This paper presents a dataset of agricultural pest images captured over five years by thousands of small holder farmers and farming extension workers across India. The dataset has been used to support a mobile application that relies on artificial intelligence to assist farmers with pest management decisions. Creation came from a mix of organised data collection, and from mobile application usage that was less controlled. This makes the dataset unique within the pest detection community, exhibiting a number of characteristics that place it closer to other non-agricultural objected detection datasets. This not only makes the dataset applicable to future pest management applications, it opens the door for a wide variety of other research agendas.
Building reliable AI decision support systems requires a robust set of data on which to train models; both with respect to quantity and diversity. Obtaining such datasets can be difficult in resource limited settings, or for applications in early stages of deployment. Sample rejection is one way to work around this challenge, however much of the existing work in this area is ill-suited for such scenarios. This paper substantiates that position and proposes a simple solution as a proof of concept baseline.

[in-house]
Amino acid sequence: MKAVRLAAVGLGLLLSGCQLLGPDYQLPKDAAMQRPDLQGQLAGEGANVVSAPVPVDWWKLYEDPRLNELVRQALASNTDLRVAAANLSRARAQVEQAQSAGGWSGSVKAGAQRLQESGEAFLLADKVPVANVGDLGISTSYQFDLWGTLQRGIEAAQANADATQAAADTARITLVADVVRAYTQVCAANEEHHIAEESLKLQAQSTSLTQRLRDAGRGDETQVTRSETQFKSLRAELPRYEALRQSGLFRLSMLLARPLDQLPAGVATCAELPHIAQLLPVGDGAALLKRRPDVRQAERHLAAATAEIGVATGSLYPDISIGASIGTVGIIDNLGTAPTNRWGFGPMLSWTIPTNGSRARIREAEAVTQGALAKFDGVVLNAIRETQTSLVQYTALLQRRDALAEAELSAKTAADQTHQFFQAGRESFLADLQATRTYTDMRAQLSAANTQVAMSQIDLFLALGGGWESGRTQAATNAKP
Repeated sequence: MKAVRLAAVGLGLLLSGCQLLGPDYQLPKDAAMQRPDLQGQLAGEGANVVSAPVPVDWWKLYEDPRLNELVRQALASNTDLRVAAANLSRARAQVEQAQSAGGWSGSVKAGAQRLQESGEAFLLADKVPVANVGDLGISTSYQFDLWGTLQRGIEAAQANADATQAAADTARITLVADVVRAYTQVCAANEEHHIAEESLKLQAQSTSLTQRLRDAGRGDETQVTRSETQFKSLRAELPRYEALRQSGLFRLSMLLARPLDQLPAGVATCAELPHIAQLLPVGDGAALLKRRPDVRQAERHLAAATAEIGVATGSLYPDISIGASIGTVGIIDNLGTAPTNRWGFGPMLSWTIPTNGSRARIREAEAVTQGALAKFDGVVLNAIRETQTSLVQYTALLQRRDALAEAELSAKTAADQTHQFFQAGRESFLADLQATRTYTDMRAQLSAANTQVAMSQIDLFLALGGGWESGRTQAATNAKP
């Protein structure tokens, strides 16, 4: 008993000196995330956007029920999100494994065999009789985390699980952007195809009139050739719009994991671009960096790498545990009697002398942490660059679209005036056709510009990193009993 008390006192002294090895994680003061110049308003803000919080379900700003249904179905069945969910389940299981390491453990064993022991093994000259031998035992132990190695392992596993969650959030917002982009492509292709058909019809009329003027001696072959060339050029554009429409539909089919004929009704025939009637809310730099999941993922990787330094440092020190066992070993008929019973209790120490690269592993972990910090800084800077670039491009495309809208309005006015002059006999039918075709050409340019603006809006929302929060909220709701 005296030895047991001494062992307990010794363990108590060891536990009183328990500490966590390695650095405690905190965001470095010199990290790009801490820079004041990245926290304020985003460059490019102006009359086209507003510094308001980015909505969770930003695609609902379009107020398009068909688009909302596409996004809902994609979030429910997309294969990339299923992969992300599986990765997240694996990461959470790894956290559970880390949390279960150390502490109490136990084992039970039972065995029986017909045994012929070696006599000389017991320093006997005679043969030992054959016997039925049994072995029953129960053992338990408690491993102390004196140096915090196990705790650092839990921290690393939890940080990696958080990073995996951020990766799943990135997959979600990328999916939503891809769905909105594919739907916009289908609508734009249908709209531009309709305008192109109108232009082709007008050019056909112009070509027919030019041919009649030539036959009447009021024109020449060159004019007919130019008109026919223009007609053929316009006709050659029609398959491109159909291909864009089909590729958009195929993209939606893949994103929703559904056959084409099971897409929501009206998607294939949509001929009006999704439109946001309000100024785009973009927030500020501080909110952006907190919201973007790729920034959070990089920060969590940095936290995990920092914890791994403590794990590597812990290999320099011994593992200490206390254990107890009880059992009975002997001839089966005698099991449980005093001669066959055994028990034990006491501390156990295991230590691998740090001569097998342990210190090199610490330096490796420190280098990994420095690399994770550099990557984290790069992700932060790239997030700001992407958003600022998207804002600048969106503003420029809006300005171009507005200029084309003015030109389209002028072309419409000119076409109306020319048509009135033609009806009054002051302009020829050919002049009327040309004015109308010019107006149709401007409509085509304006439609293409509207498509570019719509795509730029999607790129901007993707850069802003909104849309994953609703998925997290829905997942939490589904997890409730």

Testing capacity for COVID-19 remains a challenge globally due to the lack of adequate supplies, trained personnel, and sample-processing equipment. These problems are even more acute in rural and underdeveloped regions. We demonstrate that solicited-cough sounds collected over a phone, when analysed by our AI model, have statistically significant signal indicative of COVID-19 status (AUC 0.72, t-test,p <0.01,95% CI 0.61-0.83). This holds true for asymptomatic patients as well. Towards this, we collect the largest known(to date) dataset of microbiologically confirmed COVID-19 cough sounds from 3,621 individuals. When used in a triaging step within an overall testing protocol, by enabling risk-stratification of individuals before confirmatory tests, our tool can increase the testing capacity of a healthcare system by 43% at disease prevalence of 5%, without additional supplies, trained personnel, or physical infrastructure.